The HABRI Foundation is calling for research proposals to investigate the health outcomes of pet ownership and/or animal-assisted activity or therapy, both for the people and the animals involved. To learn more, visit close

You are here: Home / Journal Articles / Group housing of adult silver fox ( Vulpes vulpes ) vixens in autumn: agonistic behaviour during the first days subsequent to mixing / About

Group housing of adult silver fox ( Vulpes vulpes ) vixens in autumn: agonistic behaviour during the first days subsequent to mixing

By A. L. Hovland, A. K. Akre, M. Bakken

View Resource (HTM)

Licensed under

Category Journal Articles

Due to farmed foxes' (Vulpes vulpes) social flexibility and possible motivation for intraspecific contact, group housing may act as an alternative housing procedure. Because initial social contact between silver foxes usually involves agonistic displays as a part of foxes' social dominance assessments and owing to their territorial motivation, the incidence of serious aggression may put foxes' welfare at risk. The aim of this study was to investigate the consequences of housing adult silver fox vixens in triplets of various age compositions on their agonistic behaviour, body weight gain and bite injury level following the first hours and days after mixing in triplets. Ninety 1.5 and 2.5-year old vixens were housed in triplets consisting of four different age compositions (N=3x6x4=72) and in one singly housed control group (N=18) in September. Group 112 consisted of two 1.5-year olds and one 2.5-year old; Group 221 of two 2.5-year olds and one 1.5-year old; Group 111 of 1.5-year olds and Group 222 of 2.5-year olds. The triplets were housed in standard wire mesh cages connected with openings and with access to top nest boxes. The foxes' behaviour was recorded continuously the three first hours after mixing, 1 h day 2 (26th hour) and 1 h day 3 (50th hour) after mixing. One and two weeks following mixing, the number and severity of bite injuries were assessed. There was no overall difference between groups in observed agonistic behaviours. In all experimental groups aggression was most frequent the first hour (chasing=7.7+or-1.2; physical aggressive signals=2.3+or-0.32; fights=2.0+or-0.23). Overall, number of aggressive interactions was reduced with time (P<0.001). Scabs and/or bite injuries were recorded in 58.3% of the animals the first week and in 42% the second week. Social grooming and play was only observed at very few occasions. About 35% of the animals, except for controls, lost weight the first week. Vixens with injuries gained less weight compared to unharmed animals (P=0.03). A negative correlation between weight asymmetry and number of fights was found (r=-0.57, P<0.01). Although a clear effect of age composition was not found the triplets consisting of 2-year olds might have experienced less negative consequences of group housing because of absence of serious wounds. Due to the frequency and intensity of aggression and the fact that several vixens lost weight during the first week it is most likely that adult silver fox vixens experience the initial phase of social housing as stressful.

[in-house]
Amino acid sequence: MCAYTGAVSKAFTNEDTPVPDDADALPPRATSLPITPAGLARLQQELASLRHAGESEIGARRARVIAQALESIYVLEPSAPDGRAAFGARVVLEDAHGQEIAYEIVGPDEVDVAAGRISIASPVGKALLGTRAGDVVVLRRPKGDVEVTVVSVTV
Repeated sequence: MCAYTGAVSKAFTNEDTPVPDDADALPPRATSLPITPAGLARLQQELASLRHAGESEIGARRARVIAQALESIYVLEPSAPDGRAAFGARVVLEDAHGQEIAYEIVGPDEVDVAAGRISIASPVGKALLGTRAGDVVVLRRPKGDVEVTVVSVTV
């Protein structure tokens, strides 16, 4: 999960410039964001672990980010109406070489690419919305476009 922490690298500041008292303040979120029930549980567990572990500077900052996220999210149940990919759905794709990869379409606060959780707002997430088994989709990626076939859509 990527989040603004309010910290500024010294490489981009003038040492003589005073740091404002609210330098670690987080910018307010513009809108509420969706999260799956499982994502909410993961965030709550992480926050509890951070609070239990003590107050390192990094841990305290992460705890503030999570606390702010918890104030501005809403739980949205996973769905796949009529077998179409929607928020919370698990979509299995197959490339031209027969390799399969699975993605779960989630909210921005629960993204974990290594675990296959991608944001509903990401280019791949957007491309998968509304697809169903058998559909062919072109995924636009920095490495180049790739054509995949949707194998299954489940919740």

Date 2010
Publication Title Applied Animal Behaviour Science
Volume 126
Issue 3/4
Pages 154-162
ISBN/ISSN 0168-1591
Language English
Author Address Norwegian University of Life Sciences, Department of Animal and Aquacultural Sciences, P.O. Box 5003, NO-1432 Aas, Norway.
Cite this work

Researchers should cite this work as follows:

  1. Age
  2. Aggression
  3. Agonistic behavior
  4. Animal behavior
  5. Animal diseases
  6. Animal housing
  7. Asymmetry
  8. Body weight
  9. Cages
  10. Dominance
  11. Foxes
  12. Fur-bearing animals
  13. Fur farming
  14. Grooming
  15. Group housing
  16. Incidence
  17. Interactions
  18. Mammals
  19. peer-reviewed
  20. Social behavior
  21. Social Dominance
  22. Stress
  23. trauma
  24. Weight
  25. Wounds and injuries
  1. peer-reviewed